New Year, Same Old Scottish Weather

As this is the first time I`ve updated this blog in 2016, I would be remiss not to begin by wishing a Happy New Year to all our members, their families and friends. I hope you all have a wonderful 2016!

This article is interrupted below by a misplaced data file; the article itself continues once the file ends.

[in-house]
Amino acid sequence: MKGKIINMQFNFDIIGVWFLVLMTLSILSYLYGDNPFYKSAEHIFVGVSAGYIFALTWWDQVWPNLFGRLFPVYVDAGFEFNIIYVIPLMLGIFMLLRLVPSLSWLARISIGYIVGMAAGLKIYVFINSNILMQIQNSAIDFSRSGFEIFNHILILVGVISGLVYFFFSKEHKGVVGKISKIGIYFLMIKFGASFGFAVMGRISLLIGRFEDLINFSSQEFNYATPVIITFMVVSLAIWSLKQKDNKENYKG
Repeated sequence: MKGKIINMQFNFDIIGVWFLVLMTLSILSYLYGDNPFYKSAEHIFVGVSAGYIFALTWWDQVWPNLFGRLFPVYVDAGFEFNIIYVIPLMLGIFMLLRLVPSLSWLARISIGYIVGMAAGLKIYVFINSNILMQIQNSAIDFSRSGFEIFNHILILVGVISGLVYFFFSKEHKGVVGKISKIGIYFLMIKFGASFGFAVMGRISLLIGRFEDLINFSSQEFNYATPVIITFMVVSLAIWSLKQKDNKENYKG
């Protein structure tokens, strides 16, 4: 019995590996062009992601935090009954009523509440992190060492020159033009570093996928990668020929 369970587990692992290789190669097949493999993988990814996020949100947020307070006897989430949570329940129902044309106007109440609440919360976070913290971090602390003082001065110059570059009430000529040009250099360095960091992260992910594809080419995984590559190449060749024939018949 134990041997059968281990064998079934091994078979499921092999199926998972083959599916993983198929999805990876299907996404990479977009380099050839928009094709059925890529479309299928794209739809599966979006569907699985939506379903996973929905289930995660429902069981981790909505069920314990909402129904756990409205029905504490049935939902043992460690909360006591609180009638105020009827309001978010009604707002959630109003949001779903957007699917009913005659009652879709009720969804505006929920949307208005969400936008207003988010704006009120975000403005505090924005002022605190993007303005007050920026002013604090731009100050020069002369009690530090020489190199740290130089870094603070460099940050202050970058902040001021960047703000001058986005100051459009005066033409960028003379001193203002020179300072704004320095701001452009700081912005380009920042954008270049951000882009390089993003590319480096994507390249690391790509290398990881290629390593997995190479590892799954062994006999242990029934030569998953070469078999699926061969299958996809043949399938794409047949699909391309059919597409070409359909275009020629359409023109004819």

I had hoped that maybe the weather would have made a resolution to be a bit less sodden and a bit more sunny once the calendar had turned and the days started to lengthen, but so far it has remained wild, wet, windy and true to form. When I see the devastation that has been caused in other areas of the country though, I can`t help but feel that we have got away lightly so far, and that maybe we would have a cheek to complain about the relatively superficial level of flooding that we have experienced up until now. In fact, the golf course remains almost entirely playable, with the main disruption confined to the areas around the 1st tee, the 9th fairway and the dune slack areas at 5, 7, 11 and 16. The links was of course routed with these dune slack areas uppermost in mind, for they are some of the most important ecological sites on the course map and therefore the holes themselves were directed away from the wetlands not only to keep golfers feet dry during the Winter months but also to protect the plants that they contained- plants that actually exist and thrive because of the regular and prolonged periods of flooding, rather than despite of it.